- Achillies Tendinopathy
- Ankle Sprain
- Anterior Knee Pain
- Arthritis of the Big toe joint
- BACK and NECK CONDITIONS
- Carpal Tunnel Syndrome (CTS)
- Cervical Radiculopathy
- ELBOW CONDITIONS
- FOOT and ANKLE CONDITIONS
- Femoroacetabular Impingement (FAI) of the Hip
- Frozen Shoulder
- Golfer's elbow
- Greater Trochanteric Pain Syndrome (GTPS) of the hip
- HIP CONDITIONS
- KNEE CONDITIONS
- Knee Ligament Injuries
- Knee cartilage pain following injury
- Knee cartilage pain with no injury
- Labral Tears of the hip
- Morton's Neuroma
- Neck Osteoarthritis
- Non-specific neck pain
- Osteoarthritis (OA) of the hand
- Osteoarthritis of the Hip
- Osteoarthritis of the Knee
- Osteoarthritis of the foot and ankle
- Patella Tendinopathy
- Persisting low back pain with or without sciatica
- Plantar fasciitis
- SHOULDER CONDITIONS
- Shoulder Instability following an injury
- Shoulder Osteoarthritis
- Tendon issues of the wrist and hand
- Tennis elbow
- Thumb Osteoarthritis
- WRIST and HAND CONDITIONS
Osteoarthritis of the big toe
What is osteoarthritis of the big toe?
Your big toe joint is called the 1st metatarsophalangeal joint. There are many reasons why someone can develop pain in this region. One of the more common problems is osteoarthritis. Not everyone who has arthritis will suffer with symptoms, but those that do can experience pain, stiffness, reduced mobility and function.
The experience of big toe osteoarthritis is often unique to each individual but often people with symptomatic osteoarthritis report stiffness in a morning, pain during activity such as walking or going onto your tip toes. There is usually reduced movement to the joint and sometimes the toe can angle over towards your second toe. Some people may also experience “crepitus”. This is a crunching or cracking noise or feeling that usually isn’t anything to worry about.
Contrary to popular belief, osteoarthritis is not caused by ageing and does not necessarily deteriorate with time. At the end of each bone we have a type of cartilage known as hyaline cartilage. Osteoarthritis is the localised loss of this cartilage (“tear”). This is associated with inflammation (“flare”) and bony remodelling (“repair”). Bony remodelling is normal and is not correlated with symptoms. You can have a large amount of remodelling and no pain or you can have barely any remodelling and have severe pain. This remodelling explains why some people get crepitus. As your joints repair themselves through your lifetime, their shape and structure can change slightly which can lead to crepitus.
The following modifications may help your symptoms to settle:
- Wear wide comfortable shoes with a firm sole. This may reduce the amount of bending or pressure through the big toe joint when you are walking
- Initially, give your toe an opportunity to settle by modifying or reducing painful activities where possible. Temporarily reducing or modifying activities that reproduce your symptoms may help the symptoms settle. E.g. if you notice your symptoms are worse when running, try reducing the amount you do for a short period.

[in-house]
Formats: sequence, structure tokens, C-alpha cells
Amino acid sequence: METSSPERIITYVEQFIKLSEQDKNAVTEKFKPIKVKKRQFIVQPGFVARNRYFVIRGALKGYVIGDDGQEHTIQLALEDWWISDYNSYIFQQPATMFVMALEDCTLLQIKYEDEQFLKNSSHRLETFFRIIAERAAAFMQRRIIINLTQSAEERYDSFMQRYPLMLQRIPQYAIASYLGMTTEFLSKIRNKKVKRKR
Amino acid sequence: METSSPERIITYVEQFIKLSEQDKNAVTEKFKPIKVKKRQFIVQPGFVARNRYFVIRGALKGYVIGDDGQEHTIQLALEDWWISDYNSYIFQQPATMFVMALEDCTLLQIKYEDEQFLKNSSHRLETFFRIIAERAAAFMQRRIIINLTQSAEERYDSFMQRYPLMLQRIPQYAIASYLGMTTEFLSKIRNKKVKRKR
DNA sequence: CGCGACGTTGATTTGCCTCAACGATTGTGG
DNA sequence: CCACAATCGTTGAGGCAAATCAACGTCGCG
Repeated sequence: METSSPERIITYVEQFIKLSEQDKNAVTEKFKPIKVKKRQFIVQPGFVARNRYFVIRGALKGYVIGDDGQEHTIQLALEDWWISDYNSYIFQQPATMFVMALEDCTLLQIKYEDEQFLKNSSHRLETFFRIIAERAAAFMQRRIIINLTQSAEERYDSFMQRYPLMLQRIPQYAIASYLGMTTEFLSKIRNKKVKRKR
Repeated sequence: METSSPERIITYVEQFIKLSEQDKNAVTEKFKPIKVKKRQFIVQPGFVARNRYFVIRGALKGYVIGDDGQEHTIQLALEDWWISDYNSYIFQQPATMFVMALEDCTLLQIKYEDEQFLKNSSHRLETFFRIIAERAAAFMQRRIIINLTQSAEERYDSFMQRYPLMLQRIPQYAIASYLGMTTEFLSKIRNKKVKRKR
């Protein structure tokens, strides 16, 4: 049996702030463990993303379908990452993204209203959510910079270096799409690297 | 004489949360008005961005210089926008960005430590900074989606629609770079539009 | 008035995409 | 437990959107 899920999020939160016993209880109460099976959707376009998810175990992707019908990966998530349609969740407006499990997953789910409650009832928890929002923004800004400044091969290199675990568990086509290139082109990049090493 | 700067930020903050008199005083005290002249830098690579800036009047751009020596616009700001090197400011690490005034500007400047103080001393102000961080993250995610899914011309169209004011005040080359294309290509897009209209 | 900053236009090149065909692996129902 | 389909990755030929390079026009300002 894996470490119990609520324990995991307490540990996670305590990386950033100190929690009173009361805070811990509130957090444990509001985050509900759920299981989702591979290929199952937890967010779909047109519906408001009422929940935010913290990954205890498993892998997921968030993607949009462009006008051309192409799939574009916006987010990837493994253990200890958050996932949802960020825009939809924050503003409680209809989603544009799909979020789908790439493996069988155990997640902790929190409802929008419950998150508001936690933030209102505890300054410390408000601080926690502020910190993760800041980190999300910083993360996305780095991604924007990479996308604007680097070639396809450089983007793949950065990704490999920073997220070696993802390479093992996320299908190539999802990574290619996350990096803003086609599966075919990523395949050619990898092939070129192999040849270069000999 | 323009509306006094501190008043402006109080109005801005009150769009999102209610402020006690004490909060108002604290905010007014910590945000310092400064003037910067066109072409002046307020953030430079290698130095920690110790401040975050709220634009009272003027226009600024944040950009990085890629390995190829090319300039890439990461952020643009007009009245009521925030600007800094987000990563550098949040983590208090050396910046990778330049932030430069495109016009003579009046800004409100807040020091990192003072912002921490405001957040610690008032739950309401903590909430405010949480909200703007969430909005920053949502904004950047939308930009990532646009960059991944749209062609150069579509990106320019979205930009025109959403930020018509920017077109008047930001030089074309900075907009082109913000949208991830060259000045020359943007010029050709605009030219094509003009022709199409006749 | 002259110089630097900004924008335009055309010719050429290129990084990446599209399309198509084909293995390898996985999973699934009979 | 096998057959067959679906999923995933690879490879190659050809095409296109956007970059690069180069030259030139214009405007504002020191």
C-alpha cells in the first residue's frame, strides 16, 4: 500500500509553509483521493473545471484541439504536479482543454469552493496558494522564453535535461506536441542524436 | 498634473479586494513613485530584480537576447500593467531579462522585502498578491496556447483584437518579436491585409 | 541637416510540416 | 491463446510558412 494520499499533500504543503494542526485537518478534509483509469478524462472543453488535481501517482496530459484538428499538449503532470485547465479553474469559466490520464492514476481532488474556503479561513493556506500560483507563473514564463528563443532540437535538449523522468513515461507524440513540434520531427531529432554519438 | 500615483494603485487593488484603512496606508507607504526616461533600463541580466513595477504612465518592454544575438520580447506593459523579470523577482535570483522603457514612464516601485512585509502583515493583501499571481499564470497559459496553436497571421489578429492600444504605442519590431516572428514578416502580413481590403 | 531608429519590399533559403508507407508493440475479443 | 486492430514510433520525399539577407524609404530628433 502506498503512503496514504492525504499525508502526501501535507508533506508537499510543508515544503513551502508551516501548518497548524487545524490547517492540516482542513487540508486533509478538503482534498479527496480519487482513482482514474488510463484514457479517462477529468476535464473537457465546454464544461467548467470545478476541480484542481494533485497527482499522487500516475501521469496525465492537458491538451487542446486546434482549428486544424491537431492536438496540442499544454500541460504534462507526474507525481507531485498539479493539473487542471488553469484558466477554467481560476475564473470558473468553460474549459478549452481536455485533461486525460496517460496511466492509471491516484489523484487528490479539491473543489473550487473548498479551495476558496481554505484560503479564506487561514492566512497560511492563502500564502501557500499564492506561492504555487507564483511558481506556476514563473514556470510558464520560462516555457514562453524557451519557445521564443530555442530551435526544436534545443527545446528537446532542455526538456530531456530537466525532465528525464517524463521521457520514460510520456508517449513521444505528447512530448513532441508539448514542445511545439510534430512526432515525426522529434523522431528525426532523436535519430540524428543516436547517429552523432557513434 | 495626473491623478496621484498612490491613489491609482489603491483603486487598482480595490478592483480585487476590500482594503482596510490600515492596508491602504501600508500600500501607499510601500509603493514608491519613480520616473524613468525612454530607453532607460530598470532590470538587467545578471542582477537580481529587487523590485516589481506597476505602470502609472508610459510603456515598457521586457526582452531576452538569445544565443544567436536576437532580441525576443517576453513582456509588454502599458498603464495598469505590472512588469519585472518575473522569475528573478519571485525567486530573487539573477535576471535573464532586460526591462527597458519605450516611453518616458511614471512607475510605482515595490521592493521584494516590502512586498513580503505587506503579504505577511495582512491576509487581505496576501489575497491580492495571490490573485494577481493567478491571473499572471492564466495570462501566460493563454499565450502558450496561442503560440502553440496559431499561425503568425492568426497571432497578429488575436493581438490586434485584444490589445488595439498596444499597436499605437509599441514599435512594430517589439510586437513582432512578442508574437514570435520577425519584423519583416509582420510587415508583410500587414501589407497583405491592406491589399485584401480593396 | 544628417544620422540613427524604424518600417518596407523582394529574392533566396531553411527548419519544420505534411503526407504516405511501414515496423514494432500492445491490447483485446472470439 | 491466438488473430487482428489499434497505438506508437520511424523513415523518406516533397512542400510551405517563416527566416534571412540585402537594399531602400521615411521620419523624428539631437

- Weight loss – Having a higher than normal body mass index (BMI) is associated with osteoarthritis. It is thought to be due to the 'switching on' of inflammation by a group of chemical messengers called adipokines. These chemicals are released by fat tissue (we have higher amounts of these chemical messengers in our bodies if we are overweight). In addition, reducing your weight will also reduce the amount of pressure through your foot. Further information on weight loss can be found here
- Medication – National guidance recommends paracetamol or NSAID’s for the management of osteoarthritis - Please check with a pharmacist or your GP if either of these medications is appropriate for you.
- Exercise – try to keep the big toe joint flexible. Please see the videos below for examples of some exercises that might be helpful
If you experience a flare of symptoms this is usually linked to an episode of inflammation within the joint. It is therefore usual for a flare up to last between 6 and 12 weeks. If you are struggling with a flare it is worth considering medication for managing this. Your GP may prescribe you a short course of medication to help with the flare up. You should also make sure your following all our advice above with regards symptom management.
If self-management fails to improve symptoms, other possible treatments include:
- Podiatry referral - If you are struggling to return to your normal activity levels or your foot is not settling, ask your GP for a referral to podiatry. Please note, you cannot refer yourself to podiatry via this website.
- Steroid injection - If you are and you are experiencing a very persistent flare which is failing to settle with other conservative treatments a corticosteroid injection into the joint may be helpful to settle things down. An assessment would be required to assess if this is an appropriate treatment option for you.
- Surgery – The decision on surgery is multi-factorial. An assessment would be required to assess if this is an appropriate treatment option for you.
If you are struggling to return to your normal activity levels or your big toe is not settling and would like a further assessment, ask your GP for a referral to the Musculoskeletal service or fill out our self-referral form here.
Please Note: If you have diabetes and are experiencing a new onset of pain or sensation change in your feet we advise you see your diabetic nurse or GP in the first instance prior to referral to the Musculoskeletal Service.